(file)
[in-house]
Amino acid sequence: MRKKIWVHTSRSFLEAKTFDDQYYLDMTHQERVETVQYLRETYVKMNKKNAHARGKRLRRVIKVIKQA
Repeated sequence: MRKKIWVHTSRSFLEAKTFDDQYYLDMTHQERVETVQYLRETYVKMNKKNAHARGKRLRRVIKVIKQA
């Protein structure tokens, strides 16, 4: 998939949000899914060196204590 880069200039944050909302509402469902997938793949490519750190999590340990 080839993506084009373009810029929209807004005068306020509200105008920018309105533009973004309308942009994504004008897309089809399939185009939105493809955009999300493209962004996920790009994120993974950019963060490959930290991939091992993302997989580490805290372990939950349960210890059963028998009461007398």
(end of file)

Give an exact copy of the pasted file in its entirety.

[in-house]
Amino acid sequence: MRKKIWVHTSRSFLEAKTFDDQYYLDMTHQERVETVQYLRETYVKMNKKNAHARGKRLRRVIKVIKQA
Repeated sequence: MRKKIWVHTSRSFLEAKTFDDQYYLDMTHQERVETVQYLRETYVKMNKKNAHARGKRLRRVIKVIKQA
């Protein structure tokens, strides 16, 4: 998939949000899914060196204590 880069200039944050909302509402469902997938793949490519750190999590340990 080839993506084009373009810029929209807004005068306020509200105008920018309105533009973004309308942009994504004008897309089809399939185009939105493809955009999300493209962004996920790009994120993974950019963060490959930290991939091992993302997989580490805290372990939950349960210890059963028998009461007398």